12. #12
    Join Date
    Apr 2009
    Location
    Mountain lakes of Vermont
    Posts
    10,955

    Default Re: Found a D-23

    I've got a D23, but much newer as the stamping is in a modern font. But, it's got to be over 40 years old. My father had several really old handsaws that were passed down over the generations. I've no idea what became of them. Maybe my brother has them.
    I was born on a wooden boat that I built myself.

  13. #13
    Join Date
    Jan 2011
    Location
    Norwalk CT
    Posts
    967

    Default Re: Found a D-23

    I would venture to guess that a lot of people have handsaws hanging in their shop somewhere qnd haven't reached for them in years. Probably the last time they did they were frustrated because the saw wasnt real sharp, it chattered on the back stroke, it bound up because the pakte wqs a little rusty or even kinked, so they hung it back up and forgot about it.

    A well filed, well tuned handsaw is a joy to use and handy as hell. I use mine a lot. That being said, I spend a decent amount to keep them sharp and clean. Im way too lazy and busy to file them myself, but a quick swipe with a scothbrite and a little paste wax now and again is all they need from me.

  14. #14
    Join Date
    Oct 2005
    Location
    seattle
    Posts
    14,283

    Default Re: Found a D-23

    What’s this for?
    Attached Images Attached Images

  15. #15
    Join Date
    Apr 2004
    Location
    Central MA
    Posts
    7,291

    Default Re: Found a D-23

    Quote Originally Posted by ron ll View Post
    What’s this for?
    Disston said in their "Lumberman Handbook" :

    "The "Nib" near the end of a hand saw has no practical use whatever, it merely serves to break the straight line of the back of blade [sic] and is an ornamentation only."
    I rather be an American than a Republican.

  16. #16
    Join Date
    Feb 2000
    Location
    San Francisco Bay
    Posts
    11,630

    Default Re: Found a D-23

    Quote Originally Posted by willin woodworks View Post
    I would venture to guess that a lot of people have handsaws hanging in their shop somewhere qnd haven't reached for them in years. Probably the last time they did they were frustrated because the saw wasnt real sharp, it chattered on the back stroke, it bound up because the pakte wqs a little rusty or even kinked, so they hung it back up and forgot about it.

    A well filed, well tuned handsaw is a joy to use and handy as hell. I use mine a lot. That being said, I spend a decent amount to keep them sharp and clean. Im way too lazy and busy to file them myself, but a quick swipe with a scothbrite and a little paste wax now and again is all they need from me.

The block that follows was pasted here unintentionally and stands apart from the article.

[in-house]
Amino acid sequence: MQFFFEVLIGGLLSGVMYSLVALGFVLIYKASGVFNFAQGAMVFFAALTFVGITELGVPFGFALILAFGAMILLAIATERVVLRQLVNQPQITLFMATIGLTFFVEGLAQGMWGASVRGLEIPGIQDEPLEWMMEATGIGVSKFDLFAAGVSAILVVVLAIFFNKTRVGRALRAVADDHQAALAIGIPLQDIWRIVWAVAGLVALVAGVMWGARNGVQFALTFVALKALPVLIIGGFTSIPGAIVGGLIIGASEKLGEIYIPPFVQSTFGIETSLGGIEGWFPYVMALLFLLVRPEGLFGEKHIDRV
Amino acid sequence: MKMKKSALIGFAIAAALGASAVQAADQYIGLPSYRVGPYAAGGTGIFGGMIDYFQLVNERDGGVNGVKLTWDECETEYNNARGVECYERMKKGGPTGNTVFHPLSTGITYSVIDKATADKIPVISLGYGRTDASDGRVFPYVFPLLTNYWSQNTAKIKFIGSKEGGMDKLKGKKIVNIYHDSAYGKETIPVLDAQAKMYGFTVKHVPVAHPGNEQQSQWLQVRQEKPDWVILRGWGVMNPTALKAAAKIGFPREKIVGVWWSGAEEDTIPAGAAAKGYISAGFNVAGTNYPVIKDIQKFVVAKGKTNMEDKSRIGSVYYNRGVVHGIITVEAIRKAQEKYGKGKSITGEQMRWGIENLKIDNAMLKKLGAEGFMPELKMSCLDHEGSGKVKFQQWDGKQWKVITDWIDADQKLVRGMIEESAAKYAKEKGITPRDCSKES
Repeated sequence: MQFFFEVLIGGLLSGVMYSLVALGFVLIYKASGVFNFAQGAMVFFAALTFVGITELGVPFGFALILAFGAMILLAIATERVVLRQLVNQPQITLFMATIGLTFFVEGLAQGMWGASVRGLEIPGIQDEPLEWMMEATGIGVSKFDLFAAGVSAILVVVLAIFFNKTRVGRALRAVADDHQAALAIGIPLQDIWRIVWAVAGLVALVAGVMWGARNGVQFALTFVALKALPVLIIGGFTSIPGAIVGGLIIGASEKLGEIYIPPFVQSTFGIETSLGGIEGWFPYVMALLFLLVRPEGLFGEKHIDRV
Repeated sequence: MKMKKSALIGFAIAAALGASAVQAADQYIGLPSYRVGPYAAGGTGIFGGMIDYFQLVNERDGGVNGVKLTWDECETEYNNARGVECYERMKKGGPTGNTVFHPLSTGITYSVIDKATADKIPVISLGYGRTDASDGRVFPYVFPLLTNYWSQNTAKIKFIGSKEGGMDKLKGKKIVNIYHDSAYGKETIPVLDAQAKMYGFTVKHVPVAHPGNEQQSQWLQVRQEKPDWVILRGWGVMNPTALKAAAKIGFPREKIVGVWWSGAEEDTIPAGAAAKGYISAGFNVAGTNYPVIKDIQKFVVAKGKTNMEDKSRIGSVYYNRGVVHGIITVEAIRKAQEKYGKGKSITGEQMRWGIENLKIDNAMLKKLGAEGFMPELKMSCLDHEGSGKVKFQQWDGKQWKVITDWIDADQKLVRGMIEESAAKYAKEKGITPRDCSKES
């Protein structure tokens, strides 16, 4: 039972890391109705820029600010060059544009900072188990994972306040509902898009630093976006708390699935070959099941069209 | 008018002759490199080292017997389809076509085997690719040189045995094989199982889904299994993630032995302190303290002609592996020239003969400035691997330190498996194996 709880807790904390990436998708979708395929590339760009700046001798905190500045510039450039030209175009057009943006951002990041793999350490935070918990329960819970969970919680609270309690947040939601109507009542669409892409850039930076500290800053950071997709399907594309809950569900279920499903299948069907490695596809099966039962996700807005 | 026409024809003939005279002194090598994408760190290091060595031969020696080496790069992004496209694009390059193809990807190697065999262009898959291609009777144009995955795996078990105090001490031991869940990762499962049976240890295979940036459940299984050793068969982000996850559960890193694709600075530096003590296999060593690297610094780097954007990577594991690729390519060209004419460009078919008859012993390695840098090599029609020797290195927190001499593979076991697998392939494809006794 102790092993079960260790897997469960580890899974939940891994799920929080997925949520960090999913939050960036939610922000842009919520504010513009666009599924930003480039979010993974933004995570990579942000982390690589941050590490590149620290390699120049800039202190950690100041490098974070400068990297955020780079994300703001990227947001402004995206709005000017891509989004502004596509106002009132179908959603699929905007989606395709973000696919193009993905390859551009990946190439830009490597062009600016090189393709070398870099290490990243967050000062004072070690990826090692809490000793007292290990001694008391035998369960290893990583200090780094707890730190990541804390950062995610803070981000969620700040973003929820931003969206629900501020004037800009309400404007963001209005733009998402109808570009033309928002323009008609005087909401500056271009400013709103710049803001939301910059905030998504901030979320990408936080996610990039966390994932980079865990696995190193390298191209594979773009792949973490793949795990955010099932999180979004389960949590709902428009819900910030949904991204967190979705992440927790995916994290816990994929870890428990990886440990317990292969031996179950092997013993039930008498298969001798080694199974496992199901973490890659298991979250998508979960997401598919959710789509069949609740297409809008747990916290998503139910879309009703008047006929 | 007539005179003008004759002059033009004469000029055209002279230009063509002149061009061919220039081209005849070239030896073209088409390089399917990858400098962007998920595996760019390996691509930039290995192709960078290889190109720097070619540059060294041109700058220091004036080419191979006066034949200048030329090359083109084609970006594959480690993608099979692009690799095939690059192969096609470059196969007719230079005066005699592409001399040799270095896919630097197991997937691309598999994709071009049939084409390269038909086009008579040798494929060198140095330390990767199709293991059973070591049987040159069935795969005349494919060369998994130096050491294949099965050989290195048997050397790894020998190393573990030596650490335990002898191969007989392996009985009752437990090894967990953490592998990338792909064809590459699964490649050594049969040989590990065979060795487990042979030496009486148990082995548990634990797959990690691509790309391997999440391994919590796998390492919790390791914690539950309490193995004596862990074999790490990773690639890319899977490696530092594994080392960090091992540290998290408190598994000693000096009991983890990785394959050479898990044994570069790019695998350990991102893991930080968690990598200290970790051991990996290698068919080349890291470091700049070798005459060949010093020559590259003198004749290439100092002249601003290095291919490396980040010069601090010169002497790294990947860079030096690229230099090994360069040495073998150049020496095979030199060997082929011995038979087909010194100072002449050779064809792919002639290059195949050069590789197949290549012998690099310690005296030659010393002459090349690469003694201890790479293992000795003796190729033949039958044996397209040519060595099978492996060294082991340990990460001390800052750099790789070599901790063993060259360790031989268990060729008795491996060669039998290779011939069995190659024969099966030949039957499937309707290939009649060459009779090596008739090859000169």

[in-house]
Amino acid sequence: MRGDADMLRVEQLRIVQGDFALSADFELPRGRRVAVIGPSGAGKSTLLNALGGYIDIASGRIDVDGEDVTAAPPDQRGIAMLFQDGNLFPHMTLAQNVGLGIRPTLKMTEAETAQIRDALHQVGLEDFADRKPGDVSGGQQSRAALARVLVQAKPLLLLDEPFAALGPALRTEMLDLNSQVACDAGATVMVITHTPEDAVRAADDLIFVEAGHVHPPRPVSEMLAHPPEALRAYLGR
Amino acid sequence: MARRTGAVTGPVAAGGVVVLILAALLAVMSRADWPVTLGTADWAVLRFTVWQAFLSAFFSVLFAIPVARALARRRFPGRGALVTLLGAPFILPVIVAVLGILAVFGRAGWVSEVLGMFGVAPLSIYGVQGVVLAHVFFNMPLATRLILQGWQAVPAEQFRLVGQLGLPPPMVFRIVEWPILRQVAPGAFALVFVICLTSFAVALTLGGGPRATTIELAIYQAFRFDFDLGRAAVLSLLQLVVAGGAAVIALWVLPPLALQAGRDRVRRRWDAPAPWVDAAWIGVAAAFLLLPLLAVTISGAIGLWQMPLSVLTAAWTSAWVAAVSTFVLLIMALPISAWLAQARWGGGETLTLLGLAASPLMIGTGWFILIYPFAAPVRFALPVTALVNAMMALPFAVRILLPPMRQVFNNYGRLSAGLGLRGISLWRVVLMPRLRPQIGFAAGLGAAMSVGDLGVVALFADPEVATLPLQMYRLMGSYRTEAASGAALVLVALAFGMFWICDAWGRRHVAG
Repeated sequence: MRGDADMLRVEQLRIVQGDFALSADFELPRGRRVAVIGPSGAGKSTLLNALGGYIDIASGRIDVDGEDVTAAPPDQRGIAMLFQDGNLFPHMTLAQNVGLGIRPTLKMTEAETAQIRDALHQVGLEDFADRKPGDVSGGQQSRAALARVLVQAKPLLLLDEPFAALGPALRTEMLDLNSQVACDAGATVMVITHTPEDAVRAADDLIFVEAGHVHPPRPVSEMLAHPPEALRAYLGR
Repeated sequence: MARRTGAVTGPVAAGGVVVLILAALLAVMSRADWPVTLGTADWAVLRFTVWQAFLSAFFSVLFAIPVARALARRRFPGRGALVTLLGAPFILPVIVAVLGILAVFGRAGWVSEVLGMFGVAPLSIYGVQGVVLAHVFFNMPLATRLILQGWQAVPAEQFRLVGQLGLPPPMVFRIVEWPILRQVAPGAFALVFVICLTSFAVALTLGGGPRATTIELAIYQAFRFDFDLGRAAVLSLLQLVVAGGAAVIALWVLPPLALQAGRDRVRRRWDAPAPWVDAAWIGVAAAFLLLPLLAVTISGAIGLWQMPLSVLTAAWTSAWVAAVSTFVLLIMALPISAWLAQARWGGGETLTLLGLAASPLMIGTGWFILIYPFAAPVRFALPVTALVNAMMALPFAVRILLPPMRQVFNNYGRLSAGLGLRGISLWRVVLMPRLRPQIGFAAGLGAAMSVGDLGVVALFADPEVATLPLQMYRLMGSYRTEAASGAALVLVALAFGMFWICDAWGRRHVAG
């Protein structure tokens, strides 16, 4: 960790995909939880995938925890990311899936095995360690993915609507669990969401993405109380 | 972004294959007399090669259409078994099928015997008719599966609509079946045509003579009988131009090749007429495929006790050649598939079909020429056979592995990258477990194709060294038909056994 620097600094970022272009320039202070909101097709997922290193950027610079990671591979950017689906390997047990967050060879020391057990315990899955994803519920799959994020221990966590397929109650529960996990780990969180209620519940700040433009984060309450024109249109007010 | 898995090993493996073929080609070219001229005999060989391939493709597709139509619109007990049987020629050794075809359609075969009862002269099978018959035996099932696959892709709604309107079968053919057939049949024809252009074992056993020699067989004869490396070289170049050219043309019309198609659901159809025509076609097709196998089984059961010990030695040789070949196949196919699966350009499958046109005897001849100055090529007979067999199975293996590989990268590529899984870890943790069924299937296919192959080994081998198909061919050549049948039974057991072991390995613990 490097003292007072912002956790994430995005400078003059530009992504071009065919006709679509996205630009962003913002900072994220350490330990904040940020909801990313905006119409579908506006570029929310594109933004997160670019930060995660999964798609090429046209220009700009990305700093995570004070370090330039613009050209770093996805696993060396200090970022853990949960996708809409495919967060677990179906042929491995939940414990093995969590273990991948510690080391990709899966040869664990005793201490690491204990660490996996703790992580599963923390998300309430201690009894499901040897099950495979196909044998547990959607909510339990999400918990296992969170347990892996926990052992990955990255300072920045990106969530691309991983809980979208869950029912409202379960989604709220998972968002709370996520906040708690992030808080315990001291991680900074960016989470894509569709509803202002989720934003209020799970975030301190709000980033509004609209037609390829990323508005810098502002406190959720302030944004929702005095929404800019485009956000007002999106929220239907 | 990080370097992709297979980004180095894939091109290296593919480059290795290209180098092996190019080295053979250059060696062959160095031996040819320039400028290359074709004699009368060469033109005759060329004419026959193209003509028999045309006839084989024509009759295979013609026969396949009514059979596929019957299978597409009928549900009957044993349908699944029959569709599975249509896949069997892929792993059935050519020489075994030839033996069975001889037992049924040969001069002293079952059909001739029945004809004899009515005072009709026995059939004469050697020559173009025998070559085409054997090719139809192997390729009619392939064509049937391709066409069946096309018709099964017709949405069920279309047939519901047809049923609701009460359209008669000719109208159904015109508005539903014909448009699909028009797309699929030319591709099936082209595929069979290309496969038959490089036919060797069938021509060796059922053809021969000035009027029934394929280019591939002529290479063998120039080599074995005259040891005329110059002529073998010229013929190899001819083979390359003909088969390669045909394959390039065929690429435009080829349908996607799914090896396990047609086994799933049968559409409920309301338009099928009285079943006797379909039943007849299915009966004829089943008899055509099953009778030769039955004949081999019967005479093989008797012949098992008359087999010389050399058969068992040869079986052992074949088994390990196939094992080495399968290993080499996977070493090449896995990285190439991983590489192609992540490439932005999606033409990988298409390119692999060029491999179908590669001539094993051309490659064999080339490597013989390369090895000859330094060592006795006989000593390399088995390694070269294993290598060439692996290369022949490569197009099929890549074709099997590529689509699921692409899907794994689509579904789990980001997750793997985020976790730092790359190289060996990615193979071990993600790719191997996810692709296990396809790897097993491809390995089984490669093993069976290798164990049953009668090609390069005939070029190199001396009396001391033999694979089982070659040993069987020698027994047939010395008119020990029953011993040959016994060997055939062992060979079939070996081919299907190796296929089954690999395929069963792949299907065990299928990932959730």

One Saturday, years ago, three firemen on a pumper drove up my driveway, as they did from time to time, and noted that there was an oak tree limb overhead that was blocking their way. They came around once a year or so to make sure homeowners kept the way open for their equipment in case of a fire. The limb was about four inches in diameter and could be reached from the hose deck of their pumper. When they took out their chainsaw, they discovered it was out of gas and said they'd have to go back and get more saw fuel. They happened to be a few yards from my shop, so I said, "Wait a minute." I came back with one of my old Distons, fresh from the sharpener and a big one at that. I handed it to the fireman and said, "Try this." He looked at me like I needed my head examined. I said, "See what it will do. It might save you the trip." That old Diston went through that four inches of oak limb in about a dozen strokes. It was fun to see their jaws drop. They asked, "What kind of saw is that." I said, "A properly sharpened one."

  17. #17
    Join Date
    Oct 2003
    Location
    Hell
    Posts
    89,520

    Default Re: Found a D-23

    Quote Originally Posted by BrianY View Post
    Disston said in their "Lumberman Handbook" :

    "The "Nib" near the end of a hand saw has no practical use whatever, it merely serves to break the straight line of the back of blade [sic] and is an ornamentation only."
    so its not for tying on a sheath?
    intersesting
    Simpler is better, except when complicated looks really cool.

  18. #18
    Join Date
    Feb 2002
    Location
    Shubenacadie NS
    Posts
    4,275

    Default Re: Found a D-23

    Google Paul Sellers Saw Sharpening. You'll be amazed. Then you'll go down a rabbit hole that will have you occupied for hours watching him work and teach. I love watching his videos.
    If one advances confidently in the direction of his dreams, and endeavors to live the life which he has imagined, he will meet with a success unexpected in common hours.
    -Henry David Thoreau-

  19. #19
    Join Date
    Jan 2009
    Location
    se pa (Bristol PA)
    Posts
    3,061

    Default

    Quote Originally Posted by Sailor View Post
    Google Paul Sellers Saw Sharpening. You'll be amazed. Then you'll go down a rabbit hole that will have you occupied for hours watching him work and teach. I love watching his videos.
    As I mentioned in post #7. But yes Paul covers it very well.